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Cyclic variations in demand for out-of-hours services in child and adolescent psychiatry: implications for service planning

  • Thomas Hillen (a1) and Eduardo Szaniecki (a2)
Abstract
Aims and method

We examined peaks and troughs in demand for out-of-hours consultations and assessments in child and adolescent psychiatry and whether these have implications for service development. All out-of-hours referrals in three teaching hospitals providing services to a large and diverse inner-city population were prospectively registered from 1 January 2002 to 31 December 2005.

Results

In total, 323 individuals under 18 years were referred; 21.6 (95% CI 19.3-24.0) per 100 000 general population per year. Bedside assessments were required in 37%, the remainder were dealt with by telephone. The work took more than 4 h for 22%; 46% of individuals presenting were aged 16-18 years. Significant diurnal variation was observed with a peak in referrals between 17.00 h and 00.59 h. More referrals were made when daytime liaison services were closed (odds ratio (OR) = 2.46, 95% CI 1.15-1.87), after referral pathways had been clarified (OR = 2.33, 95% CI 1.92-3.23) and during spring (OR = 1.50, 95% CI 1.14-1.98). Other factors analysed showed no association with referral activity.

Clinical implications

Cyclic variations in the demand for out-of-hours services in child and adolescent psychiatry should be considered for service planning. Although paediatric psychiatric emergencies are relatively rare, they can take up considerable clinician time.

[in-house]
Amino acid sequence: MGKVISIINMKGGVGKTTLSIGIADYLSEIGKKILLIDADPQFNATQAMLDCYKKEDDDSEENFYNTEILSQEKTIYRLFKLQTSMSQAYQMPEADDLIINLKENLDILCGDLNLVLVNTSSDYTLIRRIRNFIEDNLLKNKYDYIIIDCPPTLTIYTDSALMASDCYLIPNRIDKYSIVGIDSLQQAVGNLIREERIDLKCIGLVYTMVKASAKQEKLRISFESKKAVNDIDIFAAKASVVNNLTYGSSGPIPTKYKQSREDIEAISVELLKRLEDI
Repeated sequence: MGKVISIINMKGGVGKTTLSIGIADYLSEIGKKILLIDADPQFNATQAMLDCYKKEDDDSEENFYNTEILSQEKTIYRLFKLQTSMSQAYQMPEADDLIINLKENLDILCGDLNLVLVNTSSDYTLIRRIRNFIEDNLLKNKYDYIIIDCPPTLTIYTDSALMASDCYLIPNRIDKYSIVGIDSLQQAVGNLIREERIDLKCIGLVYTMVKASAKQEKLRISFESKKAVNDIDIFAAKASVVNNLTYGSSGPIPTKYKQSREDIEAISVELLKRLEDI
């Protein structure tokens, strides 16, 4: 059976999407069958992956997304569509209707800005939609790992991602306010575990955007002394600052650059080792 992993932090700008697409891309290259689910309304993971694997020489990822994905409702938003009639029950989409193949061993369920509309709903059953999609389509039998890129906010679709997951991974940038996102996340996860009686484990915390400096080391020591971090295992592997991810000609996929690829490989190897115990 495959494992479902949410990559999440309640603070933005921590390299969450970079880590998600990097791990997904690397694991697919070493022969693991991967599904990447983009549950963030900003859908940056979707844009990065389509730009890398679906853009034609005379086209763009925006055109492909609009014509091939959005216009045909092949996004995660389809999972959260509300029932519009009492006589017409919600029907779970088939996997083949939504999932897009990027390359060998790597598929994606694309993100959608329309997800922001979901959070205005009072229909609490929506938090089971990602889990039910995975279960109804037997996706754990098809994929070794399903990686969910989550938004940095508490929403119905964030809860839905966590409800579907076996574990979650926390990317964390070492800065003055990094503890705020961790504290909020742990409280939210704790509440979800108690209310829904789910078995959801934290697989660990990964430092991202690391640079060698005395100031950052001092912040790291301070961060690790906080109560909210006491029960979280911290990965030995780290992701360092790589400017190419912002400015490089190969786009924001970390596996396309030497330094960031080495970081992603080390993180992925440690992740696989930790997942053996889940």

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Copyright
This is an Open Access article, distributed under the terms of the Creative Commons Attribution (CC-BY) license (http://creativecommons.org/licenses/by/4.0/), which permits unrestricted re-use, distribution, and reproduction in any medium, provided the original work is properly cited.
Corresponding author
Thomas Hillen (thillen2@tavi-port.nhs.uk)
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Declaration of interest

None.

Footnotes
References
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BJPsych Bulletin
  • ISSN: 1758-3209
  • EISSN: 1758-3217
  • URL: /core/journals/bjpsych-bulletin
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Cyclic variations in demand for out-of-hours services in child and adolescent psychiatry: implications for service planning

  • Thomas Hillen (a1) and Eduardo Szaniecki (a2)
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